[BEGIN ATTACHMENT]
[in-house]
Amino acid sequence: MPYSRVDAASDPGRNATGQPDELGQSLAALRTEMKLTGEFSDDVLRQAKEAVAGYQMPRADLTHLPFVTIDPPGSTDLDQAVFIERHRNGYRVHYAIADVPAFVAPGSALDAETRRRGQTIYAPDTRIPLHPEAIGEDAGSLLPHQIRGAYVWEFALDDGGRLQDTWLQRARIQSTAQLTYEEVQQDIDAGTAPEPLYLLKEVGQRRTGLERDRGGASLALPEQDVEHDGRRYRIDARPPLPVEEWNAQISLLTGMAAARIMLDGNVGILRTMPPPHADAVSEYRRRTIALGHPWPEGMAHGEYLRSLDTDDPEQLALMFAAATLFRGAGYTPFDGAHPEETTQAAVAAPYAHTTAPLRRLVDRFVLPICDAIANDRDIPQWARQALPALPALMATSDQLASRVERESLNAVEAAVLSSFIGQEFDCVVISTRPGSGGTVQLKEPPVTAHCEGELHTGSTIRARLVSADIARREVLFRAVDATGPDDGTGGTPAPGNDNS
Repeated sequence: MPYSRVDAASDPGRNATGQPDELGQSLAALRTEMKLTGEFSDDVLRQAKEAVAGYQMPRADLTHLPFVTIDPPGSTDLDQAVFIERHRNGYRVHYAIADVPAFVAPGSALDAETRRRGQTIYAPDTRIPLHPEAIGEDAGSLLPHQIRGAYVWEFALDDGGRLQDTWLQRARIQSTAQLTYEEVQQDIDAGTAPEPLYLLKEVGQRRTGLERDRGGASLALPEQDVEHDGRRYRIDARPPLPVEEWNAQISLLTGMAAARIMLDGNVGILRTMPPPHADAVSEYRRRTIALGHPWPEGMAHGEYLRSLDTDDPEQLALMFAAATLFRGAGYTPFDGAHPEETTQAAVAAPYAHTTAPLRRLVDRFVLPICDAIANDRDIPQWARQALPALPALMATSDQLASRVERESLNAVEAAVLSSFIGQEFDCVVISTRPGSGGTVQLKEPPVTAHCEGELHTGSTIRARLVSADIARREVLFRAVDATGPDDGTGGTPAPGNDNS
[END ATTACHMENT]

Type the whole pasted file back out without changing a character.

[in-house]
Amino acid sequence: MPYSRVDAASDPGRNATGQPDELGQSLAALRTEMKLTGEFSDDVLRQAKEAVAGYQMPRADLTHLPFVTIDPPGSTDLDQAVFIERHRNGYRVHYAIADVPAFVAPGSALDAETRRRGQTIYAPDTRIPLHPEAIGEDAGSLLPHQIRGAYVWEFALDDGGRLQDTWLQRARIQSTAQLTYEEVQQDIDAGTAPEPLYLLKEVGQRRTGLERDRGGASLALPEQDVEHDGRRYRIDARPPLPVEEWNAQISLLTGMAAARIMLDGNVGILRTMPPPHADAVSEYRRRTIALGHPWPEGMAHGEYLRSLDTDDPEQLALMFAAATLFRGAGYTPFDGAHPEETTQAAVAAPYAHTTAPLRRLVDRFVLPICDAIANDRDIPQWARQALPALPALMATSDQLASRVERESLNAVEAAVLSSFIGQEFDCVVISTRPGSGGTVQLKEPPVTAHCEGELHTGSTIRARLVSADIARREVLFRAVDATGPDDGTGGTPAPGNDNS
Repeated sequence: MPYSRVDAASDPGRNATGQPDELGQSLAALRTEMKLTGEFSDDVLRQAKEAVAGYQMPRADLTHLPFVTIDPPGSTDLDQAVFIERHRNGYRVHYAIADVPAFVAPGSALDAETRRRGQTIYAPDTRIPLHPEAIGEDAGSLLPHQIRGAYVWEFALDDGGRLQDTWLQRARIQSTAQLTYEEVQQDIDAGTAPEPLYLLKEVGQRRTGLERDRGGASLALPEQDVEHDGRRYRIDARPPLPVEEWNAQISLLTGMAAARIMLDGNVGILRTMPPPHADAVSEYRRRTIALGHPWPEGMAHGEYLRSLDTDDPEQLALMFAAATLFRGAGYTPFDGAHPEETTQAAVAAPYAHTTAPLRRLVDRFVLPICDAIANDRDIPQWARQALPALPALMATSDQLASRVERESLNAVEAAVLSSFIGQEFDCVVISTRPGSGGTVQLKEPPVTAHCEGELHTGSTIRARLVSADIARREVLFRAVDATGPDDGTGGTPAPGNDNS